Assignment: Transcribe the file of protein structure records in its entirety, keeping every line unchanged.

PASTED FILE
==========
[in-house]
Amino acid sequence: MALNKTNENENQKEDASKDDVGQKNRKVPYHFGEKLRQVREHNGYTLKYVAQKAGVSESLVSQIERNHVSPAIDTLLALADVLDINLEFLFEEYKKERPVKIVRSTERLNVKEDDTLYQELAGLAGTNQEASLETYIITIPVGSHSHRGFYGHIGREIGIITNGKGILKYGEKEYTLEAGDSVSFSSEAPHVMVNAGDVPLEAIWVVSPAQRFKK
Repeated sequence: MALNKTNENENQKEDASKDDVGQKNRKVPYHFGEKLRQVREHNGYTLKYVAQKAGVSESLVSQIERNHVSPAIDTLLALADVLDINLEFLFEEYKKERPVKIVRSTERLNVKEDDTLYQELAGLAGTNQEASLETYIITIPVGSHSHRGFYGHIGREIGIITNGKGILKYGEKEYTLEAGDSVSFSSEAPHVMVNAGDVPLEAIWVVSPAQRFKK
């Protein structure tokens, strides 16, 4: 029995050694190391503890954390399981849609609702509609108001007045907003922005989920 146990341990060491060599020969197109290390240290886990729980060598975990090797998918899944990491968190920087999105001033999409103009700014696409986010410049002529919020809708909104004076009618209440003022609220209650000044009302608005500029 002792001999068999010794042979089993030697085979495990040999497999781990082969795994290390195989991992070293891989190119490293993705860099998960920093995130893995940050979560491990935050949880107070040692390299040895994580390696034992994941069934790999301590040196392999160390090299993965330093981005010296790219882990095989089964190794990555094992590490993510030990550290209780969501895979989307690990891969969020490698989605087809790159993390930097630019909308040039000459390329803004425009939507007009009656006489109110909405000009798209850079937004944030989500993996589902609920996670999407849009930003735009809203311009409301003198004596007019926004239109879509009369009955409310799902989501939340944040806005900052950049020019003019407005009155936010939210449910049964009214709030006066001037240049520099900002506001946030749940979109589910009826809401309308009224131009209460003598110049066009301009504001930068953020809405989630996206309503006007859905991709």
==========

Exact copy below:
[in-house]
Amino acid sequence: MALNKTNENENQKEDASKDDVGQKNRKVPYHFGEKLRQVREHNGYTLKYVAQKAGVSESLVSQIERNHVSPAIDTLLALADVLDINLEFLFEEYKKERPVKIVRSTERLNVKEDDTLYQELAGLAGTNQEASLETYIITIPVGSHSHRGFYGHIGREIGIITNGKGILKYGEKEYTLEAGDSVSFSSEAPHVMVNAGDVPLEAIWVVSPAQRFKK
Repeated sequence: MALNKTNENENQKEDASKDDVGQKNRKVPYHFGEKLRQVREHNGYTLKYVAQKAGVSESLVSQIERNHVSPAIDTLLALADVLDINLEFLFEEYKKERPVKIVRSTERLNVKEDDTLYQELAGLAGTNQEASLETYIITIPVGSHSHRGFYGHIGREIGIITNGKGILKYGEKEYTLEAGDSVSFSSEAPHVMVNAGDVPLEAIWVVSPAQRFKK
């Protein structure tokens, strides 16, 4: 029995050694190391503890954390399981849609609702509609108001007045907003922005989920 146990341990060491060599020969197109290390240290886990729980060598975990090797998918899944990491968190920087999105001033999409103009700014696409986010410049002529919020809708909104004076009618209440003022609220209650000044009302608005500029 002792001999068999010794042979089993030697085979495990040999497999781990082969795994290390195989991992070293891989190119490293993705860099998960920093995130893995940050979560491990935050949880107070040692390299040895994580390696034992994941069934790999301590040196392999160390090299993965330093981005010296790219882990095989089964190794990555094992590490993510030990550290209780969501895979989307690990891969969020490698989605087809790159993390930097630019909308040039000459390329803004425009939507007009009656006489109110909405000009798209850079937004944030989500993996589902609920996670999407849009930003735009809203311009409301003198004596007019926004239109879509009369009955409310799902989501939340944040806005900052950049020019003019407005009155936010939210449910049964009214709030006066001037240049520099900002506001946030749940979109589910009826809401309308009224131009209460003598110049066009301009504001930068953020809405989630996206309503006007859905991709």